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Squamous cell carcinoma of the vulva: Staging and surgical treatment

Amer Karam, MD
Jonathan S Berek, MD, MMS
Andrea L Russo, MD
Section Editors
Barbara Goff, MD
Arno J Mundt, MD
Don S Dizon, MD, FACP
Deputy Editors
Sadhna R Vora, MD
Sandy J Falk, MD, FACOG


Vulvar cancer is the fourth most common gynecologic cancer in high-resource countries and comprises approximately 5 to 6 percent of malignancies of the female genital tract. Although various histologic subtypes of vulvar cancer exist, the vast majority are squamous cell carcinoma (SCC). (See "Vulvar cancer: Clinical manifestations, diagnosis, and pathology", section on 'Epidemiology and risk factors'.)

This topic discusses the staging, treatment, and prognosis of women with vulvar SCC. The clinical presentation, diagnosis, and pathology of vulvar cancer; medical therapy; the techniques for radical vulvectomy; and the management of other histologies are reviewed separately.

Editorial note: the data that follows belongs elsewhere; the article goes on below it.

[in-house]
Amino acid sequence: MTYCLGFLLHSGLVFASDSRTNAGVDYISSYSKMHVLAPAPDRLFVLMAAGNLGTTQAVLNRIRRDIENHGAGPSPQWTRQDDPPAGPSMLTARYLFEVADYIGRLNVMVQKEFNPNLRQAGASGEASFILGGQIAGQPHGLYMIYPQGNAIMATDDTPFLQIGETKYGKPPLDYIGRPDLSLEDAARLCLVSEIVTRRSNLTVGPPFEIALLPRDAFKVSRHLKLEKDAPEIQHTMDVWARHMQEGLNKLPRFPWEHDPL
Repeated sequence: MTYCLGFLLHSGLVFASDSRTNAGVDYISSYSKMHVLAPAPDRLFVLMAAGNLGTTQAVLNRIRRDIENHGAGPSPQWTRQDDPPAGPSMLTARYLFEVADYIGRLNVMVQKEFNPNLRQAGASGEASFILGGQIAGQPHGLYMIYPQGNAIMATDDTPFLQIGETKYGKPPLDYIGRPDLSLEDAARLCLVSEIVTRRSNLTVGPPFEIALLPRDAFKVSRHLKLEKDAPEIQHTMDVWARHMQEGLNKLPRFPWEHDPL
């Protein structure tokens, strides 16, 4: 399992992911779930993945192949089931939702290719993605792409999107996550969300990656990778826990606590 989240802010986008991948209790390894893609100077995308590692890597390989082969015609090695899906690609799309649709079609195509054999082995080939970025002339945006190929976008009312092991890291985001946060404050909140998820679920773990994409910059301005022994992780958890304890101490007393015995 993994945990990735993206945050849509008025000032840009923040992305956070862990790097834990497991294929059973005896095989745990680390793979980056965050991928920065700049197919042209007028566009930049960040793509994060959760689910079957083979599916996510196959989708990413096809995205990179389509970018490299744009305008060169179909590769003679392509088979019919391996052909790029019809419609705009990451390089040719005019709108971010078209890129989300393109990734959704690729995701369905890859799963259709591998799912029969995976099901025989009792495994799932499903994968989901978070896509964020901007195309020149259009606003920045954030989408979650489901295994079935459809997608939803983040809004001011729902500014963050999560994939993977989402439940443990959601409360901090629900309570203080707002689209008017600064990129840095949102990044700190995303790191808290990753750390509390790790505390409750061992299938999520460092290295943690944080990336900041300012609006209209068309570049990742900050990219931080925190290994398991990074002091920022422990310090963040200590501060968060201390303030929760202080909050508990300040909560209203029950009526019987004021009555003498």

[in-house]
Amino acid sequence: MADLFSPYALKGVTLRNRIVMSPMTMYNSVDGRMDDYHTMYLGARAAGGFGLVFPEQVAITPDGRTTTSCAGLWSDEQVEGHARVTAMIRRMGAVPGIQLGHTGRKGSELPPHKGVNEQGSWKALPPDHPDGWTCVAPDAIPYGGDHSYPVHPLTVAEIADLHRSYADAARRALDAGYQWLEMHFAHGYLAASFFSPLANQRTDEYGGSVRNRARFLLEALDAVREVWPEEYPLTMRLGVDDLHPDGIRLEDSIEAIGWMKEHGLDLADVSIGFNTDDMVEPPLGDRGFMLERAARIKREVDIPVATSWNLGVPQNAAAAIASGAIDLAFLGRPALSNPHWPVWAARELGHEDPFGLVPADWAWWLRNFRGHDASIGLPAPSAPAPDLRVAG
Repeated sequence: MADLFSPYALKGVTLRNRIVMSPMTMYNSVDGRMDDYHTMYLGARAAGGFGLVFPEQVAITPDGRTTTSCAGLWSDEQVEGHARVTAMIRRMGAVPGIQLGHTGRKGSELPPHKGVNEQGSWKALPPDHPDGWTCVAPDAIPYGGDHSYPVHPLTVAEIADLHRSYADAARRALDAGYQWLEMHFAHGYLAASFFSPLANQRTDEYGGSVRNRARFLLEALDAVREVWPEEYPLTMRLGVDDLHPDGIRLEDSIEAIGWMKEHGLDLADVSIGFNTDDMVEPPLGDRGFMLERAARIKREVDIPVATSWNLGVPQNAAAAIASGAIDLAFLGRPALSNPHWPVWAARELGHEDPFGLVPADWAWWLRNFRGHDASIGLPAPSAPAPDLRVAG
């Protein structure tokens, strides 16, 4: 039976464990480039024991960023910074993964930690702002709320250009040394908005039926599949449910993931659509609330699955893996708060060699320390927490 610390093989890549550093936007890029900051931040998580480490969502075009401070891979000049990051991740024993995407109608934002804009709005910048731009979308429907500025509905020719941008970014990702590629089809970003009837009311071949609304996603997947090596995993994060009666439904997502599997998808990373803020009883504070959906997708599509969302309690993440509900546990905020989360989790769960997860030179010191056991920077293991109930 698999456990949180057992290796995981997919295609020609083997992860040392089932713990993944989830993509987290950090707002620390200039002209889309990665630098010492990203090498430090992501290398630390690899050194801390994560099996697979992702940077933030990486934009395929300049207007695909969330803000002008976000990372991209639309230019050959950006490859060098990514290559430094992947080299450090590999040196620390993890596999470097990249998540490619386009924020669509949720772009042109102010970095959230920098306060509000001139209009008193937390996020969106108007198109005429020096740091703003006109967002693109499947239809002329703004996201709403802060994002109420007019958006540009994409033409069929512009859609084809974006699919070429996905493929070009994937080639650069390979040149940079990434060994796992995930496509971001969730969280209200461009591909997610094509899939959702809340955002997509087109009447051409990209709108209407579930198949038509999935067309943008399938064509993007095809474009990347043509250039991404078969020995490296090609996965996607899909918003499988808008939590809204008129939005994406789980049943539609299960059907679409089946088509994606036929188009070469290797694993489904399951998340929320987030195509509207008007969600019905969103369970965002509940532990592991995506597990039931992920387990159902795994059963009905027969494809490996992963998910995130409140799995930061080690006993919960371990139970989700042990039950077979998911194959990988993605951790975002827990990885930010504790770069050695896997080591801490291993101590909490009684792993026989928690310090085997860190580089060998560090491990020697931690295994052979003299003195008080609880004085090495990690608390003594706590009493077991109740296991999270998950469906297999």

(See "Vulvar cancer: Clinical manifestations, diagnosis, and pathology".)

(See "Squamous cell carcinoma of the vulva: Medical therapy and prognosis".)

(See "Radical vulvectomy".)


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Literature review current through: Sep 2016. | This topic last updated: Sep 6, 2016.
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